Pre-packaged Russian Dating Scam Templates Revealed

Pre-packaged Russian Dating Scam Templates Revealed

Enterprising cyber-criminals are making life easier for Russian fraudsters by selling them pre-formed packages providing everything they need to carry out online dating scams, according to Brian Krebs.

The security researcher claimed in a blog post yesterday that the plug-and-play packages include email 'love letter' templates written in English and a variety of other European languages; instructions; pictures; and videos.

“Many of the sample emails read a bit like Mad Libs or choose-your-own-adventure texts, featuring decision templates that include advice for ultimately tricking the mark into wiring money to the scammer,” he explained.

The individual selling one of the fraud packages seen by Krebs apparently guaranteed response rates of at least 1.2%, with fraudsters averaging 30 scam messages a day likely to earn around $2,000 per week.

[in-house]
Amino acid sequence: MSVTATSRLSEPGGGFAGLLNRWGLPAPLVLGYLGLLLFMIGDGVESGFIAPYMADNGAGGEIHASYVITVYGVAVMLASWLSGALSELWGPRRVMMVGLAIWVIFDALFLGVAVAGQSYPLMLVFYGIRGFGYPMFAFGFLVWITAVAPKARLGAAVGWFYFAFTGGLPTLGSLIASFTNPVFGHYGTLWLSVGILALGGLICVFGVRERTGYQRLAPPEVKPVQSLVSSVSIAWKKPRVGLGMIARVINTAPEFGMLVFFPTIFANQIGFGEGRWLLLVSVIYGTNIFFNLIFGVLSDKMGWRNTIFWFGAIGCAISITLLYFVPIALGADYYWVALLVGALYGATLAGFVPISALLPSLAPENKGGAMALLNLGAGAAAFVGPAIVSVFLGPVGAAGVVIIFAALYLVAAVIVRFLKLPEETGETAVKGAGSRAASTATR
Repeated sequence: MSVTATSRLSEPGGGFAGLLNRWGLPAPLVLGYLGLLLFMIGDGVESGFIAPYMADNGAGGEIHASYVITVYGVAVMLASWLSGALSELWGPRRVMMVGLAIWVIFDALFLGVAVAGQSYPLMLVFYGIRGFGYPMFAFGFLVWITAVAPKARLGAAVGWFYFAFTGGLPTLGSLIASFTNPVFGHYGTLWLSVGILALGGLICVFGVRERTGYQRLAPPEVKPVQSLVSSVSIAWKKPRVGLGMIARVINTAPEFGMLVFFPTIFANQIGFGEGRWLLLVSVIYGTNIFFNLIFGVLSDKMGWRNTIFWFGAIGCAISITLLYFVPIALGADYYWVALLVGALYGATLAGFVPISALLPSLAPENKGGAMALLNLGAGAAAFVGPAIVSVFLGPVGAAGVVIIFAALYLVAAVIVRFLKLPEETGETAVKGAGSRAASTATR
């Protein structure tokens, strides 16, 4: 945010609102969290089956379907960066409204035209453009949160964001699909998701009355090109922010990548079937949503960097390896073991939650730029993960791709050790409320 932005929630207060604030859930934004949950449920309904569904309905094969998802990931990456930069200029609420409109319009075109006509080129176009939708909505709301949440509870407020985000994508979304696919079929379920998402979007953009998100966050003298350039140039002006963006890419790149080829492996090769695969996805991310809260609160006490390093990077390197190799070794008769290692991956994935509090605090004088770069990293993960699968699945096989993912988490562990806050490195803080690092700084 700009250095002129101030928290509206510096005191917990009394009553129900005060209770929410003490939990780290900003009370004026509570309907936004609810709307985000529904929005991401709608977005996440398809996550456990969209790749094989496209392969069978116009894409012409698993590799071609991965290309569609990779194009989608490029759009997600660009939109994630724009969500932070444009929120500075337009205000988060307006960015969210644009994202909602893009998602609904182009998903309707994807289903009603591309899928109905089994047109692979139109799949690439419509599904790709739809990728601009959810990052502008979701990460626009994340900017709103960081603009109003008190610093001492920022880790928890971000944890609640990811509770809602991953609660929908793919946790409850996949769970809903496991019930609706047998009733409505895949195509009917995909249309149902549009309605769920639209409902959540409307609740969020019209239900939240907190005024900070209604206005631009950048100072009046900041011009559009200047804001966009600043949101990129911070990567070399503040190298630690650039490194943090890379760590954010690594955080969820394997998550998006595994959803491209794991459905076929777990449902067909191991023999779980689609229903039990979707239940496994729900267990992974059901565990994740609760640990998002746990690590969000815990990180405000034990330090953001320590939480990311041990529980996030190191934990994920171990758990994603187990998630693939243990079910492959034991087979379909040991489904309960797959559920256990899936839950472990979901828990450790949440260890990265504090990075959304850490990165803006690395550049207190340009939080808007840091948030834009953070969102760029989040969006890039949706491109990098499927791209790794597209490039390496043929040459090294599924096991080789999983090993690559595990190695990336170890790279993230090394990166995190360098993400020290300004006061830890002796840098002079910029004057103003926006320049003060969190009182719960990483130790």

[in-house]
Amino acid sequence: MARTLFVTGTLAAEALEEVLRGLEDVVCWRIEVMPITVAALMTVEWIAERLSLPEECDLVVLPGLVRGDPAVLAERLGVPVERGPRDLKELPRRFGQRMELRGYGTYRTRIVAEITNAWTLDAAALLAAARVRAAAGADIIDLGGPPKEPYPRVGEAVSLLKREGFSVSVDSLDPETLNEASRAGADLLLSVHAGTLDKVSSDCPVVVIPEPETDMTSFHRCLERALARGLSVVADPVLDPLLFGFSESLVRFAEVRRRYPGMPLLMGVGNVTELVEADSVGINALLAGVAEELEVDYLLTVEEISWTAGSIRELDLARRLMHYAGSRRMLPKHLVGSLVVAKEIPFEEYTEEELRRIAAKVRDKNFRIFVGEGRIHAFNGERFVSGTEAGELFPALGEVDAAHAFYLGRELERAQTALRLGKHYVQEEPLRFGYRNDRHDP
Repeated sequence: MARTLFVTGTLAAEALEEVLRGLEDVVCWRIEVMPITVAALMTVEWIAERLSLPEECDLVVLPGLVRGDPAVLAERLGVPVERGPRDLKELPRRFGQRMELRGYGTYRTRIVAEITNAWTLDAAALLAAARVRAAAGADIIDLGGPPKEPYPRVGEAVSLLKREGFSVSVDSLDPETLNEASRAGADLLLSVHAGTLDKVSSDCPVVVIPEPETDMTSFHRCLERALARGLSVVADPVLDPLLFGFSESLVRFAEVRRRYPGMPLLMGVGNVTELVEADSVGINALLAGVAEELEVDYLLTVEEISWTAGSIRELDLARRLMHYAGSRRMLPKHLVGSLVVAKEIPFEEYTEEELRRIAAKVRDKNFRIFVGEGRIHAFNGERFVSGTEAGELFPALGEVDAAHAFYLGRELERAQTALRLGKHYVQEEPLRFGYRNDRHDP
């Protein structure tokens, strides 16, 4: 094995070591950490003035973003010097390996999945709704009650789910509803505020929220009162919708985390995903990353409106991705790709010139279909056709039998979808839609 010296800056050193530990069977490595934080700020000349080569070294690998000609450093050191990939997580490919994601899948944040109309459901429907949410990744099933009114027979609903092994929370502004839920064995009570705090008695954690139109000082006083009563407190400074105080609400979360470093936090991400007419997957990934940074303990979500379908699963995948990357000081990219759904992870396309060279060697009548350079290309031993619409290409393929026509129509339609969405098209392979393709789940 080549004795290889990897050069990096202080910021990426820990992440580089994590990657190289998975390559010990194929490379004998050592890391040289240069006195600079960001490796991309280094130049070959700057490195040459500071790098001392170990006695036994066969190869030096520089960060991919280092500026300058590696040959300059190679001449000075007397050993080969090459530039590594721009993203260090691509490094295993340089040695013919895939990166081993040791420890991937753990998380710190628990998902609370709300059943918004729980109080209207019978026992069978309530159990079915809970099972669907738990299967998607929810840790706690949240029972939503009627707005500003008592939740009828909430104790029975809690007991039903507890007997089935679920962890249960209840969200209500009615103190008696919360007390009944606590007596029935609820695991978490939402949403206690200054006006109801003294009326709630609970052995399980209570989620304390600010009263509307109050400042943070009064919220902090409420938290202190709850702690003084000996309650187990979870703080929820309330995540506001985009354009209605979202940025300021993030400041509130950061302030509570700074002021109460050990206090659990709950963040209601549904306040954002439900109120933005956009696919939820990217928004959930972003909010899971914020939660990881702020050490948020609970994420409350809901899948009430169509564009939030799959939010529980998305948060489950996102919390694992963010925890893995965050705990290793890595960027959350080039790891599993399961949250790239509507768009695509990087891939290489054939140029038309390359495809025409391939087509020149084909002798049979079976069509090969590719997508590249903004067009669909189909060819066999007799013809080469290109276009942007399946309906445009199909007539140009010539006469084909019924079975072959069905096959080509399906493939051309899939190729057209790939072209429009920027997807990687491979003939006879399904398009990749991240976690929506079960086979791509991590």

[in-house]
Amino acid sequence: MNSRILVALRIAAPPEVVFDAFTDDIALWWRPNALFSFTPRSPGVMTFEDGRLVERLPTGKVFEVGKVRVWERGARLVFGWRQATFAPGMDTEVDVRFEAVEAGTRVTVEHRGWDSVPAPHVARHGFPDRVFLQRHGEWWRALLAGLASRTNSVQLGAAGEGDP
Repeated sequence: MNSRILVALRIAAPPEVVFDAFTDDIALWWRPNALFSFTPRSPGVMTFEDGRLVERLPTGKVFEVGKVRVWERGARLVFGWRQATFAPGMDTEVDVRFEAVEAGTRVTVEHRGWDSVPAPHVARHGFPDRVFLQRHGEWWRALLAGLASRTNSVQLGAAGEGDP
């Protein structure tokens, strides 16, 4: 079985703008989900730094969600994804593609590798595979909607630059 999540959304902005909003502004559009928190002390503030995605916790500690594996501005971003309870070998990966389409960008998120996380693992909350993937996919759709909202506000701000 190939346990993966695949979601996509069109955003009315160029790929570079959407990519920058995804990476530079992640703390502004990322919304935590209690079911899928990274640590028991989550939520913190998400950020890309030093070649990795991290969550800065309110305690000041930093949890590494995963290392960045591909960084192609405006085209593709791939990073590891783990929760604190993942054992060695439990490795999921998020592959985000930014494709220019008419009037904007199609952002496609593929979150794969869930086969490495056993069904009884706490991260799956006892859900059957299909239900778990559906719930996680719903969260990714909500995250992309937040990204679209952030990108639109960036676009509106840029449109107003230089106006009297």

The scam template is claimed to be more than 20% effective within three replies and over 60% effective after eight.

Several other tricks of the trade espoused by the vendor of the scam include featuring an email from the ‘girl’s’ mother in the first 10 emails—to add legitimacy to the situation. A list of excuses for not talking on the phone is apparently also included.

There’s even advice on how a target can get credit, if he doesn’t have the funds necessary to pay the scammer.

The scams are said to be mainly aimed at lonely straight men, although Krebs claimed the makers of the package also have advice for targeting gay men.

Further legitimacy is added to the dating scam by the inclusion of photos and videos of attractive Russian women—some of whom apparently hold up blank signs onto which can be Photoshopped personalized messages.

A shady call center operative can be hired towards the end of the scam to pretend to be the girl in question. She will claim to be stranded en route to the victim and requires money to buy a visa or get an onward ticket, Krebs revealed.

Photo © spaxiax

Source: Information Security Magazine